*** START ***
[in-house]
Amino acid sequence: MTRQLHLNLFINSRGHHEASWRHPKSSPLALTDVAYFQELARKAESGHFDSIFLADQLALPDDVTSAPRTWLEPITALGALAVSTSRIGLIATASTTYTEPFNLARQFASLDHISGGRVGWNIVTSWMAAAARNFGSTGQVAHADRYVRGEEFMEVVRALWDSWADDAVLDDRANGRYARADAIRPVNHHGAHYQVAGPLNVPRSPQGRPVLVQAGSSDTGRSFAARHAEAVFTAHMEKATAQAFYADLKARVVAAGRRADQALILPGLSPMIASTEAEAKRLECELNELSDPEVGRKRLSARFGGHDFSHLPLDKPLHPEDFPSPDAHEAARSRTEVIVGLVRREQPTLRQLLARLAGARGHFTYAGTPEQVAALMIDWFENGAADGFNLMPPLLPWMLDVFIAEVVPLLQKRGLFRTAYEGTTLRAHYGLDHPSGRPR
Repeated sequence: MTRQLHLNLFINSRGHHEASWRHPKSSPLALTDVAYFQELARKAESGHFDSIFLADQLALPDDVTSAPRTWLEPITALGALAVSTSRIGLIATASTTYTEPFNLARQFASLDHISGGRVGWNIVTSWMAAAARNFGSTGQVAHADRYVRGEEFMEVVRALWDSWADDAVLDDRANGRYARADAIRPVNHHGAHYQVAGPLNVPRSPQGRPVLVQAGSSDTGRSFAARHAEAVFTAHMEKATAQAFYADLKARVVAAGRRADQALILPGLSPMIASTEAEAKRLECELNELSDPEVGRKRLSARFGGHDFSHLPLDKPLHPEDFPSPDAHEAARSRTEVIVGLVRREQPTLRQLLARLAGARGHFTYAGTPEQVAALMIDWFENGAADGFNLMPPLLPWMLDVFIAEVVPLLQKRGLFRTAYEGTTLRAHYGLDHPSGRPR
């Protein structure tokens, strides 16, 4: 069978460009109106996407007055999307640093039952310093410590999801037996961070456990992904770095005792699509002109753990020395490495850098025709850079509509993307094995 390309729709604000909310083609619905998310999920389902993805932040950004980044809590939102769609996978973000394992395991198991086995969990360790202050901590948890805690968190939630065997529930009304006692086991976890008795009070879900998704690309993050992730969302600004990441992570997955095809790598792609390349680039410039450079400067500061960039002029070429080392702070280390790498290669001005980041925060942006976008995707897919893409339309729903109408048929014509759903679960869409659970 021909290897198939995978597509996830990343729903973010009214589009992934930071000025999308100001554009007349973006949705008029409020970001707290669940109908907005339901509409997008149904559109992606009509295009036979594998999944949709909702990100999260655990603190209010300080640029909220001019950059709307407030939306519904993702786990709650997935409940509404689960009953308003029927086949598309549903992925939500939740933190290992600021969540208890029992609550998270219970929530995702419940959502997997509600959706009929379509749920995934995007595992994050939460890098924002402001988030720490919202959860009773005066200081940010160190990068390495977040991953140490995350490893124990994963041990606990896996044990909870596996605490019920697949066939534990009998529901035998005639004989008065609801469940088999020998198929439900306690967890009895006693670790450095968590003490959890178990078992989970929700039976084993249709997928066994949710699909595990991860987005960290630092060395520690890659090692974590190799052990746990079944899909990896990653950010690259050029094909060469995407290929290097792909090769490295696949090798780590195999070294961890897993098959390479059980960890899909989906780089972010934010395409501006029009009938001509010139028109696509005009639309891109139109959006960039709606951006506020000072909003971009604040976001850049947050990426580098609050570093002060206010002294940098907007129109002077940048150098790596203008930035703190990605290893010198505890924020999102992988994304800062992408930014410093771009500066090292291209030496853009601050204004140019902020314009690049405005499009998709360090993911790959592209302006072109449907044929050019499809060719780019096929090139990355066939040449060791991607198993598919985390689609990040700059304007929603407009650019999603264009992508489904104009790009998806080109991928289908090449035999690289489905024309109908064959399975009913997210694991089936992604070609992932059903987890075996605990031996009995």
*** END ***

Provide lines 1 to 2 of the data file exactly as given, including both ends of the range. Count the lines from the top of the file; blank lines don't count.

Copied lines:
[in-house]
Amino acid sequence: MTRQLHLNLFINSRGHHEASWRHPKSSPLALTDVAYFQELARKAESGHFDSIFLADQLALPDDVTSAPRTWLEPITALGALAVSTSRIGLIATASTTYTEPFNLARQFASLDHISGGRVGWNIVTSWMAAAARNFGSTGQVAHADRYVRGEEFMEVVRALWDSWADDAVLDDRANGRYARADAIRPVNHHGAHYQVAGPLNVPRSPQGRPVLVQAGSSDTGRSFAARHAEAVFTAHMEKATAQAFYADLKARVVAAGRRADQALILPGLSPMIASTEAEAKRLECELNELSDPEVGRKRLSARFGGHDFSHLPLDKPLHPEDFPSPDAHEAARSRTEVIVGLVRREQPTLRQLLARLAGARGHFTYAGTPEQVAALMIDWFENGAADGFNLMPPLLPWMLDVFIAEVVPLLQKRGLFRTAYEGTTLRAHYGLDHPSGRPR